James Garner is the only regular cast member to appear in this episode, which finds Nichols trapped in a cellar by an earthquake with a crippled young soldier (Kristoffer Tabori) and a mule that may be contagious.

“Away the Rolling River”
November 30, 1971
Writer: Ken Kolb and Juanita Bartlett
Director: Ivan Dixon
Guest Cast: Steve Forrest, Stefan Gierasch, John Day, Richard Yniguez, William Paterson

Nichols’ old Army buddy, Sam Jaeger (Steve Forrest), gets drummed out of the service and arrives in town to convince Nichols to rob a payroll train and run away to Nicaragua.

“Where Did Everybody Go?”
December 7, 1971
Writer: Buck Houghton
Director: Frank R. Pierson
Guest Cast: Nira Barab, Jesse Vint, Bill Vint, Alan Vint, Paul Hampton, Robert Gist, Richard Bull, John Harding, Robert Gibbons, Dana Derfus, James Lee Reeves, Bennie Dobbins

Free-spirited Mabel Zimmerman (Nira Barab) arrives in Nichols and drives the men crazy with her flirting. But her jealous boyfriend Bob Springer (Bill Vint) wants her back and sends his brother Charlie (Jesse Vint) to Nichols to fetch her. I believe this was the first episode produced after the pilot, but was held back until December for airing. Casting the real-life Vint brothers as siblings was an interesting idea.

“The Marrying Fool”
December 28, 1971
Writer: Ben Masselink
Director: Gerald Mayer
Guest Cast: Tom Skerritt, Gerald S. O’Loughlin, Susan Tyrell, John Harding, Barbara Collentine, Joe Billings, Joe Brown

Ruth returns from a vacation with a surprise for Nichols: a fiancé (Tom Skerritt). But—whoops—he’s already married, and his wife’s father (Gerald S. O’Loughlin) is out for blood.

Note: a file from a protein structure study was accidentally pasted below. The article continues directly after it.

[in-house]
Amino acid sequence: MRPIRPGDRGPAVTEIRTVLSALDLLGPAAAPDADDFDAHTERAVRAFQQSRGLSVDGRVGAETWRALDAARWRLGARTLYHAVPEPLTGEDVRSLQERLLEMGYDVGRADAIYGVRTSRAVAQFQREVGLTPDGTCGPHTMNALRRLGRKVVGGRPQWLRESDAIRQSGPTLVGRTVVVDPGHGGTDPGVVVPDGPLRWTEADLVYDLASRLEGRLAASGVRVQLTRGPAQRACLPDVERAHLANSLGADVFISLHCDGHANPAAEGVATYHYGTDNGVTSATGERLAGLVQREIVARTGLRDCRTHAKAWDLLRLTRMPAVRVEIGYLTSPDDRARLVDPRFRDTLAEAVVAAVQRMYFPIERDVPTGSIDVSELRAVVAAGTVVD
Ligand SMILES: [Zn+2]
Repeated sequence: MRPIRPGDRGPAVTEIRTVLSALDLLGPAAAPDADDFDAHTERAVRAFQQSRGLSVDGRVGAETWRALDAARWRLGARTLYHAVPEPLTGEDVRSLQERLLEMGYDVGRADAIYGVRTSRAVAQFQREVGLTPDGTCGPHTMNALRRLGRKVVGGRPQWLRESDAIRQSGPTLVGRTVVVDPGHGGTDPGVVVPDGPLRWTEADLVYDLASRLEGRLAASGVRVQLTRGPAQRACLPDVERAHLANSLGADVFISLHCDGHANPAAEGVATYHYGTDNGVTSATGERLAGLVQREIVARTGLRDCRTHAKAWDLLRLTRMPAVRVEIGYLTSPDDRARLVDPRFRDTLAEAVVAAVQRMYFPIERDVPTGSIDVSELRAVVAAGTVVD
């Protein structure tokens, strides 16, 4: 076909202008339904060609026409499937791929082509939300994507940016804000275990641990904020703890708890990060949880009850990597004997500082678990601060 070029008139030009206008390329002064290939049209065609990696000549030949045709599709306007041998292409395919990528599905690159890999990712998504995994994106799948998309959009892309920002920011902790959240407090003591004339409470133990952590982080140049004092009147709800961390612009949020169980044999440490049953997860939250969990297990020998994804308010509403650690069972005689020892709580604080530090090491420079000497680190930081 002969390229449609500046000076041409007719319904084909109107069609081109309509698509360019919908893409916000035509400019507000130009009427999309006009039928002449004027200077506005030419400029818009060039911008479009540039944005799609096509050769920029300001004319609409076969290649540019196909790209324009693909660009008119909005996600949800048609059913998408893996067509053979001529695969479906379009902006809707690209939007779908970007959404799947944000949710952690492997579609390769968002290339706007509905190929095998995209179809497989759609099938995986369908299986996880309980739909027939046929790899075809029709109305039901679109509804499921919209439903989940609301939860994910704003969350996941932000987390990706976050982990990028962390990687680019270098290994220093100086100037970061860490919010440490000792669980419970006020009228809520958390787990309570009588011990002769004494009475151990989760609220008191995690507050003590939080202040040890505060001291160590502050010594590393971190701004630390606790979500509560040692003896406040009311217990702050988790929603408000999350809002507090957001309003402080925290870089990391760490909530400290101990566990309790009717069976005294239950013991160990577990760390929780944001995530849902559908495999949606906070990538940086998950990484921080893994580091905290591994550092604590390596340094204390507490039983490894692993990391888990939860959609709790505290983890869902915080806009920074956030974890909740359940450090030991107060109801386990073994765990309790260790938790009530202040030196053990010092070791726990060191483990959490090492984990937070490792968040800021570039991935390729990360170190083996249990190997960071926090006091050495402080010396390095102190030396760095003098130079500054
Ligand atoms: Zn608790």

“Eddie Joe”
January 4, 1972
Teleplay: Frank R. Pierson and William Wood
Story: Robert Van Scoyk
Director: John Badham
Guest Cast: Paul Winfield, Warren Vanders, Eric Laneuville, James Daris, Lou Frizzell, Scatman Crothers, Jester Hairston, Napoleon Whiting, James Beach, John J. Fox, Howard Dayton, Sam Javis

Nichols protects the new chef (Paul Winfield) at Ruth’s café, an escaped convict on the run from an old prison enemy (Warren Vanders) and a federal marshal (James Daris).

January 11, 1972
Writer: Juanita Bartlett
Director: Ivan Dixon
Guest Cast: Strother Martin, Barry Cahill, Marc Lawrence, Edward Faulkner, Barbara Collentine, Luis Delgado, Dick Ryal

In one of the series’ most MAVERICK-y episodes, Nichols, his uncle Zachariah (Strother Martin), and two ex-cons attempt to swindle one another out of a missing $32,000.

“The Unholy Alliance”
January 18, 1972
Writer: Ben Masselink
Director: John Badham
Guest Cast: Noam Pitlik, Jennifer Gan, Liam Dunn, Orwin Harvey, Chuck Hicks, William Christopher, Ted Gehring, Regis J. Cordic

$475,000 is sitting in the Nichols town bank after robbers led by Jack (Noam Pitlik) cause a landslide and delay the train carrying the money. They mistake Nichols for a safecracker named Fingers (Liam Dunn) and force him to break into the bank vault.

“Slight of Hand”
February 1, 1972
Story: Frank Telford
Teleplay: Juanita Bartlett and Frank Telford
Director: Ivan Dixon
Guest Cast: Bo Hopkins, Dabbs Greer, Jonathan Lippe, Luis Delgado, William Christopher, Barbara Collentine, Frederick Downs, Duncan McLeod, Harvey Johnson, Chester Grimes, Steve Chambers

The town of Nichols gets gold fever when country boy Kansas (Bo Hopkins) arrives with a gold mine for sale. Little do the townspeople know they’re being swindled by father-and-son loan sharks (Dabbs Greer, Jonathan Lippe).

“Wings of an Angel”
February 8, 1972
Writer: Robert Foster and Buck Houghton
Director: Ivan Dixon
Guest Cast: John Crawford, Val Avery, John Harding, Richard Bull, Jack Garner, M. Emmet Walsh, Chuck Hicks, Richard Stahl